Wednesday, August 10, 2005

New lemurs discovered in Madagascar

Check the link, the picture is sooooo cute!
Last Updated Tue, 09 Aug 2005 15:26:45 EDT
CBC News
Two new species of lemurs have been discovered, raising the number of known species of the endangered primates to 49.
The animals live in the wild in Madagascar, one of the world's conservation hotspots. As primates, lemurs are considered important to understanding the origin, evolution and ecology of humans.

Microcebus lehilahytsara was discovered in the rainforest of eastern Madagascar. (Courtesy: Robert Zingg)
A giant mouse lemur called Mirza zaza is the first species. "Zaza" is the Malagasy word for "child" or "children." The name reflects the animal's small size and honours the island's future generations.
The nocturnal critter is about the size of a grey squirrel, with a long bushy tail.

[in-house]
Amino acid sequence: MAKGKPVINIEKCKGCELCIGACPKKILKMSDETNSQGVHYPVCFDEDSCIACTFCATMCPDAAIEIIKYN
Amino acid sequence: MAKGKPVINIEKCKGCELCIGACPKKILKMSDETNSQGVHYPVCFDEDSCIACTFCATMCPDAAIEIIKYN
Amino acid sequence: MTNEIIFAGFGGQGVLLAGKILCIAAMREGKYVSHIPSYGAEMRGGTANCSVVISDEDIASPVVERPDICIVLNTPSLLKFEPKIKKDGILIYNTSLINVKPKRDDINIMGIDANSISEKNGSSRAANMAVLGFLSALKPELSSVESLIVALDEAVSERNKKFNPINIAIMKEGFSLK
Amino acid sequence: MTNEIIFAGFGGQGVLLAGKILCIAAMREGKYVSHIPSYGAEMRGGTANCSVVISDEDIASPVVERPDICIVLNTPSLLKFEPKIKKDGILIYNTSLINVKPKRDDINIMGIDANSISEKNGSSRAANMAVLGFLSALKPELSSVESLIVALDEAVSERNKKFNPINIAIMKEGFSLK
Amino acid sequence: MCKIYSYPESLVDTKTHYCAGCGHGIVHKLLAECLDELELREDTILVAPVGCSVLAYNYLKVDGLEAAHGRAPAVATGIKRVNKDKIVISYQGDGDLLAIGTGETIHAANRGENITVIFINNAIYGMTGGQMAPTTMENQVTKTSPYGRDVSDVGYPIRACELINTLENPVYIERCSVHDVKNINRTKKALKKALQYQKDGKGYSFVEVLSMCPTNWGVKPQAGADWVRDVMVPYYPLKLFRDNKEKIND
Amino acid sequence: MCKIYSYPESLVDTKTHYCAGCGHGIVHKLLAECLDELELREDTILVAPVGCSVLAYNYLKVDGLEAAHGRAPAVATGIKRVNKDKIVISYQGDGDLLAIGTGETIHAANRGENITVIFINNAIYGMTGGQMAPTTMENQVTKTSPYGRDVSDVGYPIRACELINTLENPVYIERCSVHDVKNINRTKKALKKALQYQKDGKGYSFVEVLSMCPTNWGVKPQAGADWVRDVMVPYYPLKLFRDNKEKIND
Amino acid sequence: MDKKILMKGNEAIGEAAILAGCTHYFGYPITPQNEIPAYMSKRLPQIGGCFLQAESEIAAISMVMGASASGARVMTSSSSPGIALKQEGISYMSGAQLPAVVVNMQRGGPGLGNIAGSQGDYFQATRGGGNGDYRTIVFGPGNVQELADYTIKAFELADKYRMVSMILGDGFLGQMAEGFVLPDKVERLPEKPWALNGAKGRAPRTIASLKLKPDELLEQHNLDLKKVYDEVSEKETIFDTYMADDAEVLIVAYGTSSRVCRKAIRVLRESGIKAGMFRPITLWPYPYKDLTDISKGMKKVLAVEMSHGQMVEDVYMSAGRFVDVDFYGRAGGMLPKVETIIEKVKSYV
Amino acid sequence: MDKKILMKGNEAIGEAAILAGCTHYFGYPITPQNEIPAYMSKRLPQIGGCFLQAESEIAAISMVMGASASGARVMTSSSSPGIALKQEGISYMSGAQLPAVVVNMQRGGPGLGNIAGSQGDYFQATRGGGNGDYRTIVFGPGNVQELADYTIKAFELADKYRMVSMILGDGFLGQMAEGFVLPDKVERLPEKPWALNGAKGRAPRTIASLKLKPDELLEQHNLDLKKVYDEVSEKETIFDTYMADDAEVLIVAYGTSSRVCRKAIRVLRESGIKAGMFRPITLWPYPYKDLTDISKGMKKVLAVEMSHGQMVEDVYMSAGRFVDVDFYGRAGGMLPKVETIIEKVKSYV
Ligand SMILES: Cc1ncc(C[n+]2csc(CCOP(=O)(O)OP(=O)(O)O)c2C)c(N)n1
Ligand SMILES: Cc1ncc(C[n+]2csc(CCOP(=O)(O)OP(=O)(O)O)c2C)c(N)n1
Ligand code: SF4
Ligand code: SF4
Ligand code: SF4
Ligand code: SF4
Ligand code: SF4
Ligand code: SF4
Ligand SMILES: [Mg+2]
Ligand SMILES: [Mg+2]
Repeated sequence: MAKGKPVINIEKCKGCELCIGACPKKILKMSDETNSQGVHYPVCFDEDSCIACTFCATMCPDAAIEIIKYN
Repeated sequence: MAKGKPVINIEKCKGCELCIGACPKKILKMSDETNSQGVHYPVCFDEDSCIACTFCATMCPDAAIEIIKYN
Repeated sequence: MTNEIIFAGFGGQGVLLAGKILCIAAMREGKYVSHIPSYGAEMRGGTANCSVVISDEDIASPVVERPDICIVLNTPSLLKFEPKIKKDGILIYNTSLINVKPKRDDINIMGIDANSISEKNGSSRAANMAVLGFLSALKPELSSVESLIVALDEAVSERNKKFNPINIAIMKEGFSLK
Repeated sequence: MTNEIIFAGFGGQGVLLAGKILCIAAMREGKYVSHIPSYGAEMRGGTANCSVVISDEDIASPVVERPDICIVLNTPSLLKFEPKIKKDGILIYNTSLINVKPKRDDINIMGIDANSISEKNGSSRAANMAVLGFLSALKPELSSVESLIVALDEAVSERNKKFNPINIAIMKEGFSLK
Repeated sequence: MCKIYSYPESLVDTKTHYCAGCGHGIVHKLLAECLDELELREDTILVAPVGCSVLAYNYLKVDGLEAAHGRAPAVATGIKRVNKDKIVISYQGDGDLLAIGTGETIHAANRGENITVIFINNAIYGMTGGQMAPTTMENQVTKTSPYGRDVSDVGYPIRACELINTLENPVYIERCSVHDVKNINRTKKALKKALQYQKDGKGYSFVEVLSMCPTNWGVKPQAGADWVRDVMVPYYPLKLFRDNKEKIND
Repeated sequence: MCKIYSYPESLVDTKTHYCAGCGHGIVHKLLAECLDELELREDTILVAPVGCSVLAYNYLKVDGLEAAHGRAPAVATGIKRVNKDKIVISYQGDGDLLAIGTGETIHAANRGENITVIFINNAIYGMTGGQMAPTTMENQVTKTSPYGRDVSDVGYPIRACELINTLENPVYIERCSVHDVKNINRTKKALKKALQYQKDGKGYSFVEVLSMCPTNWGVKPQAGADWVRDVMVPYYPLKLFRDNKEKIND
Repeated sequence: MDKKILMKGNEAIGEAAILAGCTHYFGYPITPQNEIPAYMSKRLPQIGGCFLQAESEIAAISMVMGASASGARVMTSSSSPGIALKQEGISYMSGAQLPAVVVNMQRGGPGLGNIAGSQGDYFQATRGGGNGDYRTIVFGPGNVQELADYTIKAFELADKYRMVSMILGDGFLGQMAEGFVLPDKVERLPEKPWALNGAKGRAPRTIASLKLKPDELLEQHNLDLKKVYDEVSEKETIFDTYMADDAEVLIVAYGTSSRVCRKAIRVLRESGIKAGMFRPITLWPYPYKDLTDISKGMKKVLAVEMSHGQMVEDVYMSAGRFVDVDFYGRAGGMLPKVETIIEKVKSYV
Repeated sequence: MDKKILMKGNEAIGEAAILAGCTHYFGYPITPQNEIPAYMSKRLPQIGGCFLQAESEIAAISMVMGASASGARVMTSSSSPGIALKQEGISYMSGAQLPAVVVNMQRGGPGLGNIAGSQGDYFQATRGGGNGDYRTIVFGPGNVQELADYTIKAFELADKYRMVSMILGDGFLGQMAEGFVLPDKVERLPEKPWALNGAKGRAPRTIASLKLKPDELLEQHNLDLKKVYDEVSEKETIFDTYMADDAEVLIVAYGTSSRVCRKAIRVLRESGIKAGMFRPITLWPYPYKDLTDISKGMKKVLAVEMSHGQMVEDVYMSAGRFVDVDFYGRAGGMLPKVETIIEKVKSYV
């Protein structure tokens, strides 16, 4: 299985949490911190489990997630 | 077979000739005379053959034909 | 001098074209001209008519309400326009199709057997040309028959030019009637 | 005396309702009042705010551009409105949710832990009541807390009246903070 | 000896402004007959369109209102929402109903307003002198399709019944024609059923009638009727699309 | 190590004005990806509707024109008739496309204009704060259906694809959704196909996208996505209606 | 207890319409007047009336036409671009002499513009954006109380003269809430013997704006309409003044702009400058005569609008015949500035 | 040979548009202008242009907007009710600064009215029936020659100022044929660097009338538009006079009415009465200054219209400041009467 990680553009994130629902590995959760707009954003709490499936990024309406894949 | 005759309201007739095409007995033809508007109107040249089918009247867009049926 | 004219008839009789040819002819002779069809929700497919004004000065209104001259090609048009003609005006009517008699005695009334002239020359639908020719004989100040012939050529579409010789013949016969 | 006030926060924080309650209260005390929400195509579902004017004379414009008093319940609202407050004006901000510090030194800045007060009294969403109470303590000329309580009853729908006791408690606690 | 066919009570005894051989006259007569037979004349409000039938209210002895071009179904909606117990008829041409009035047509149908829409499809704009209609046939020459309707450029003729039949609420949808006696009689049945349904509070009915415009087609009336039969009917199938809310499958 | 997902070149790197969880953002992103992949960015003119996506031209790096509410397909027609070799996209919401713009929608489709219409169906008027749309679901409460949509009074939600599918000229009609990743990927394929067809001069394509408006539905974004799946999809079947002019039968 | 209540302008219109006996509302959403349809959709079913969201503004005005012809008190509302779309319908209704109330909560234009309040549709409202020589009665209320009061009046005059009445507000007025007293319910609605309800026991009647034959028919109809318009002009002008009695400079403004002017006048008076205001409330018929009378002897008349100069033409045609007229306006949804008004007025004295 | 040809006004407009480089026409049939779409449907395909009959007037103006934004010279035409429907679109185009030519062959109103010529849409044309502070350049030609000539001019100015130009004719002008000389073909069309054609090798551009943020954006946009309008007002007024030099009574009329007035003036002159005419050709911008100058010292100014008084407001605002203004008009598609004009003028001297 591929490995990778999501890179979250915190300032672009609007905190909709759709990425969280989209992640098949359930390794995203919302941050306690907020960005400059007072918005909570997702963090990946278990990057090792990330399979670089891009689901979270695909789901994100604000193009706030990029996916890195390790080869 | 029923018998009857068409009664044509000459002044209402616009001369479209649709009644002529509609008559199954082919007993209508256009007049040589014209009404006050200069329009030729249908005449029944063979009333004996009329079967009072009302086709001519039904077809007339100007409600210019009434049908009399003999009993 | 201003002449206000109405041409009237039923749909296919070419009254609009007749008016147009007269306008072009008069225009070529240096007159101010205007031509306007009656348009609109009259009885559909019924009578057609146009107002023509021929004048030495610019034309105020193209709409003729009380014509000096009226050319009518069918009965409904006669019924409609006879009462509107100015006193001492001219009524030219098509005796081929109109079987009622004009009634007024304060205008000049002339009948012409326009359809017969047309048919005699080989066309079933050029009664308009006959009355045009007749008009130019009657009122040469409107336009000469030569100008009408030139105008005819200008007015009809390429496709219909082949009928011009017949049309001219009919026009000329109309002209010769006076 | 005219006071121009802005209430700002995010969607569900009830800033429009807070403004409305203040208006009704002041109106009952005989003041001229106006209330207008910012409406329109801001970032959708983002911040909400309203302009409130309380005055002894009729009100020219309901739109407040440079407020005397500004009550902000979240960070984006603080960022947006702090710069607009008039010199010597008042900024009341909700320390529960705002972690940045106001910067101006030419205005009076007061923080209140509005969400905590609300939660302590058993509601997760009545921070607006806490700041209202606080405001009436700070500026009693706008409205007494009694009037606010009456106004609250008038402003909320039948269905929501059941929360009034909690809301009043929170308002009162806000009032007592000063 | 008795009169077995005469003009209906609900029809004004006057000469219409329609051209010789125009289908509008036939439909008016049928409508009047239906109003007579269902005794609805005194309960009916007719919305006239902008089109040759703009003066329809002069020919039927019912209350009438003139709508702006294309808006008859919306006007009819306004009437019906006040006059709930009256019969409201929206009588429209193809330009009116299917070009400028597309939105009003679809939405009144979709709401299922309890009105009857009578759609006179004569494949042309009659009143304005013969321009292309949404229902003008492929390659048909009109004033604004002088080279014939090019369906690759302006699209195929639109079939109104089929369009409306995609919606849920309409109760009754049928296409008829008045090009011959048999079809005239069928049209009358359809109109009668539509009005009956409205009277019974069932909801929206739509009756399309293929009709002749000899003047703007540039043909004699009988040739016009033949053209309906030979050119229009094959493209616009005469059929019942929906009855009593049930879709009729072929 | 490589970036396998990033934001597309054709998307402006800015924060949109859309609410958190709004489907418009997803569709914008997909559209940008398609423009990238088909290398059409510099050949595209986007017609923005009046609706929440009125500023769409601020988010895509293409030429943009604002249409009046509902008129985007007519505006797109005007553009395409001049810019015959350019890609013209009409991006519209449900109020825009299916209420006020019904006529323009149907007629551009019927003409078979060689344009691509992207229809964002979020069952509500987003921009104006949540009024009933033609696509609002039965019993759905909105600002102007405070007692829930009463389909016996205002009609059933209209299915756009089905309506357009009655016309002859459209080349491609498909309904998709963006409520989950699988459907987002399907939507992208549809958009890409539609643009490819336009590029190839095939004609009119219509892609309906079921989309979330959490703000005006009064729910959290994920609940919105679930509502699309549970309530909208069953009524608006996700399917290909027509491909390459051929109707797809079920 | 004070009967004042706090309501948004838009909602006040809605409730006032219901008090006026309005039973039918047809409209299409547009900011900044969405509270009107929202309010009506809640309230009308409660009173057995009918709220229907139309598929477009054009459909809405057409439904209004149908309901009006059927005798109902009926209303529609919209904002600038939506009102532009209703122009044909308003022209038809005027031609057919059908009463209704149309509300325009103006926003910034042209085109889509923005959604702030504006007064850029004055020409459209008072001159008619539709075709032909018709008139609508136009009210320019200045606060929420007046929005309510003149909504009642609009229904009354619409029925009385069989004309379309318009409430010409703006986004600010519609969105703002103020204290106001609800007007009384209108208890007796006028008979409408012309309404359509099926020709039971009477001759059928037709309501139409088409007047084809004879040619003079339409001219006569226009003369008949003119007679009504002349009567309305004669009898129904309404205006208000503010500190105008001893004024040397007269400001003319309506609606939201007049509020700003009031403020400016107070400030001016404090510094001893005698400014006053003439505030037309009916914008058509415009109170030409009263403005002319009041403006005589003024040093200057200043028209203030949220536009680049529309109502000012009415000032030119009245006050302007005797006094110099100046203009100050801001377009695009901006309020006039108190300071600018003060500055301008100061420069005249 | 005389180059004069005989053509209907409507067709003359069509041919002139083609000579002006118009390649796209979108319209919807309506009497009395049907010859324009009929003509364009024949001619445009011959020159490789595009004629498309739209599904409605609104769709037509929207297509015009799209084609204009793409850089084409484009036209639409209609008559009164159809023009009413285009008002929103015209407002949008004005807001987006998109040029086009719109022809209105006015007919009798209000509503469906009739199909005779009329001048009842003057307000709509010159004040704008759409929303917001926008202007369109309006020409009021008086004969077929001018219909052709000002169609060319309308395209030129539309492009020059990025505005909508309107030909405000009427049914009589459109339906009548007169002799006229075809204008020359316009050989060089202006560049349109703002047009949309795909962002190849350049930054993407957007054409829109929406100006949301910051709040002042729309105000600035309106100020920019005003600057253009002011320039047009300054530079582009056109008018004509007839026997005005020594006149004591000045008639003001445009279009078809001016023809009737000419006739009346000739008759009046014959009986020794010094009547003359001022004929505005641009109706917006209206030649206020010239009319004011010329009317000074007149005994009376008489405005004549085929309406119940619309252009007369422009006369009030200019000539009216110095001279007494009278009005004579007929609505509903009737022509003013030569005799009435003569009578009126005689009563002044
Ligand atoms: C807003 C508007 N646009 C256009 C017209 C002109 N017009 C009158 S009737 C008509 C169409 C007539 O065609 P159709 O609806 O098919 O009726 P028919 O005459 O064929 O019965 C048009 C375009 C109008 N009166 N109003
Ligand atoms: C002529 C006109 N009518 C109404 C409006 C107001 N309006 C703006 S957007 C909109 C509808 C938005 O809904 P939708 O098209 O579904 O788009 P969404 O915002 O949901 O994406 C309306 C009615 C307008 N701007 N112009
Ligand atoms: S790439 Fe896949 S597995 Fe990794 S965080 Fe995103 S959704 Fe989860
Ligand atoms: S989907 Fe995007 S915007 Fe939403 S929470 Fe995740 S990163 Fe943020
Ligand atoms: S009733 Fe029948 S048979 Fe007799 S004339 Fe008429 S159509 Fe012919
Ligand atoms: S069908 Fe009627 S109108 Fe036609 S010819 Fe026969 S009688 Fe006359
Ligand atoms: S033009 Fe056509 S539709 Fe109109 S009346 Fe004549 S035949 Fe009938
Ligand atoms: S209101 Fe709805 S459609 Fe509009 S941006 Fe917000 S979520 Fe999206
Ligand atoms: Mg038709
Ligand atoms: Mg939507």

Until now, it was thought that the island was home to one type of giant mouse lemur.
Morphological, genetic and behavioral data showed the species have been separated for about two million years, the German and Malagasy researchers said.
The newly discovered Microcebus lehilahytsara lives in Andasibe, a protected rainforest area in eastern Madagascar.
A nocturnal tree dweller, M. lehilahytsara is slightly bigger than a large mouse, with short, rounded ears, and a white stripe on its nose. It sports short, dense maroon-coloured fur with orange and white highlights.
The term "lehilahytsara" means "good man" in Malagasy. It honours Steve Goodman, a scientist with the Field Museum in Chicago and WWF who conducts field research in remote parts of Madagascar.
The findings were presented on Aug. 10 at the Congress of the European Federation for Primatology in Göttingen, Germany, and appear in the current issue of the journal Primate Report.

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